Music Monday: Reggae

by Scott Lydon

Happy Music Monday! Summer's wrapping down, so we're getting in on the island music while we can. Today, in honor of Jamaican Independence Day, we're taking a look at some classic reggae music! It's a mix full of fun and politics that sounds so good in the sunshine. And here's something to drive a few people crazy: without these reggae pioneers, dubstep simply would not exist. Chilling, huh, kids? Check out Scott's first choice to start us off:

Desmond Dekker - Honor Your Mother And Father

 

I'll admit right off the bat that for this mix I'm picking reggae songs that sound good. Yes, absolutely, something like Police In Helicopter carries much more meaning for Jamaica's political history, so I greatly encourage you to run out and read more about that on your own! And while you're doing that, the warm and loving tones of Desmond Dekker will keep you company. As an early 60s star, Dekker was polite, honest, easy to dance to, and even though technically this might not be reggae… I don't care. Dekker put down groundwork for what would happen later, and that's good enough for me.

A little part inspiring, a little part fun. That's reggae! More to come, along with last week's great big Spotify playlist, right after the jump.

Oh, hey, our Spotify playlist is back. This time it's Classical Co-Credits and it's a companion to our previous Music Monday post. Go see who stole/borrowed from the greats after you enjoy our current Music Monday below.

The Paragons - The Tide Is High

 

The Paragons are more influential than you might think. Most people know this song became a Blondie hit, but those same people might not know the Paragons' I've Got To Get Away evolved into a Massive Attack track. If you already did, good on you. You're aware of the importance of The Paragons. If not, now you know a little more.

Junior Byles - Curly Locks

 

It's easy to take this as just another love song. It's a nice day, a man's flirting with a woman by mentioning how dangerous he is and how her dad would be afraid, the tune sounds like they're both smiling… but there's something more going on here. This is the story of a guy being told he's not the same now that he's taken up the dreadlocks of his new Rastafarian religion, and asking his love to respect his new beliefs. In a way, it's a more beautiful version of Signs. A great listen that also reflects how lonely it can be to stand strong for who you are while those around you hate you for it.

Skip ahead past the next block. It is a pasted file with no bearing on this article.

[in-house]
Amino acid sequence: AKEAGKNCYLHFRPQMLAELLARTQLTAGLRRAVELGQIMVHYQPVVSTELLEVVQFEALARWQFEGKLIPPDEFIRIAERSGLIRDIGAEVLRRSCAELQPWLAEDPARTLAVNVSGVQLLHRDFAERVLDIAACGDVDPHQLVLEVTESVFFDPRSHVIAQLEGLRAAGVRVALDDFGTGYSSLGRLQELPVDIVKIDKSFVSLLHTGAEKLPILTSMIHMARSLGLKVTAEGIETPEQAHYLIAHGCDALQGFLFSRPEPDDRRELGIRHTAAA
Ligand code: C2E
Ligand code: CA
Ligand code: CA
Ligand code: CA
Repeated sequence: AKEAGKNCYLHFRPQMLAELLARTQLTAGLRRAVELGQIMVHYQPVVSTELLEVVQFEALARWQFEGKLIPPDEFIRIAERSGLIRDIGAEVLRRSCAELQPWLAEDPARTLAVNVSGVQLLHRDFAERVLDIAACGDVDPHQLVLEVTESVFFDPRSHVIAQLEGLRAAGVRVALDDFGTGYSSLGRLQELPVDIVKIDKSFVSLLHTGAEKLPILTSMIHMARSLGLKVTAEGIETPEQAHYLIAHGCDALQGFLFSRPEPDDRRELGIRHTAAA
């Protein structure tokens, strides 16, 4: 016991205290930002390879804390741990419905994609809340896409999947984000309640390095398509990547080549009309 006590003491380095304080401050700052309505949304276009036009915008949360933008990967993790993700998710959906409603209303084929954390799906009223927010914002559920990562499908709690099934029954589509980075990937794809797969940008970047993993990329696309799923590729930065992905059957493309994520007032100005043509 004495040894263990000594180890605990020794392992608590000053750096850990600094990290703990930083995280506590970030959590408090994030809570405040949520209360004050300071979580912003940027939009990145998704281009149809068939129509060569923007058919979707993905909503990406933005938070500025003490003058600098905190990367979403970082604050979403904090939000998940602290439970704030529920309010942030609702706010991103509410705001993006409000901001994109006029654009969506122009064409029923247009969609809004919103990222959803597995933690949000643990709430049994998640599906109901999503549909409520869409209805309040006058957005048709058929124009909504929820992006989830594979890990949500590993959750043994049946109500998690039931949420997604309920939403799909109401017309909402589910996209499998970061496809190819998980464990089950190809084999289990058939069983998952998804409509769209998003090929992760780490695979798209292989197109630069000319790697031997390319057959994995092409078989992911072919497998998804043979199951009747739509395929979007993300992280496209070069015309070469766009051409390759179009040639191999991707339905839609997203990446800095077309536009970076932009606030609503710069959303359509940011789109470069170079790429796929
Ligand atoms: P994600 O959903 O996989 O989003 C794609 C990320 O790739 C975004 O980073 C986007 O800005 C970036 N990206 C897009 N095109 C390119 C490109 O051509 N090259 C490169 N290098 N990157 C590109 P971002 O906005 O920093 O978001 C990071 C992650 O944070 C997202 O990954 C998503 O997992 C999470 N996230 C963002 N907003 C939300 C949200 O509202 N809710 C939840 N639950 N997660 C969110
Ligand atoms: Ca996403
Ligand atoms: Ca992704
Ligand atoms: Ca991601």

Bob Marley - The Sun Is Shining

 

It is literally impossible to sum up Bob Marley in a paragraph. This was a musician so beloved that he was able to sway national elections, and so serious that he played a concert two days after he was shot. Much like John Lennon, pretty much everything Marley did was some kind of statement, but I chose this song because "here I am, and you can't take the sun" is maybe the best thing a person can say in the face of adversity. Just ask any Whedon nerd, they'll be forced to agree.

Jimmy Cliff - Miss Jamaica

 

Here, on the other hand, we DO have a sweet love song. Note the confident familiarity of "Although you may not have such a fabulous shape" leading into the official crowning. Don't you get a feeling of a husband teasing his wife at their 30th anniversary party? It's clear that even if Miss J. isn't some nineteen year old showgirl, she's still just right for our hero.

Lee "Scratch" Perry - Dread Lion

 

Six? Six. I wanted to mention all those tracks above, but I'm just not comfortable making a reggae playlist without The Upsetter. You could argue that he's the reason ska evolved into reggae in the first place. You could argue that he's the reason hip hop uses samples today. You could argue that he invented production techniques we love right now, and that shaped and popularized dub, and probably about a billion other things on top of all that. Before Sly and Robbie, Mad Professor, Ticklah, and pretty much anybody who wasn't named Coxsone… there was Lee "Scratch" Perry. I picked this track because it's great, but honestly, you could say that with almost any Lee Perry track picked at random. Yhere's no way I could have left him out of my list.

So let's face it: Scott's gettin' old, and a lot has happened to reggae over the years. Jump in the comments and throw down your own tunes, be they modern-day Reggaeton or rare 60s dub plates. Then feel free to reeeee-wiiind! and visit our Turntable.fm room for the regular Music Monday enjoyment. Also, in the spirit of evolving riddims: some images come from their corresponding Wikipedia page and are here under fair use.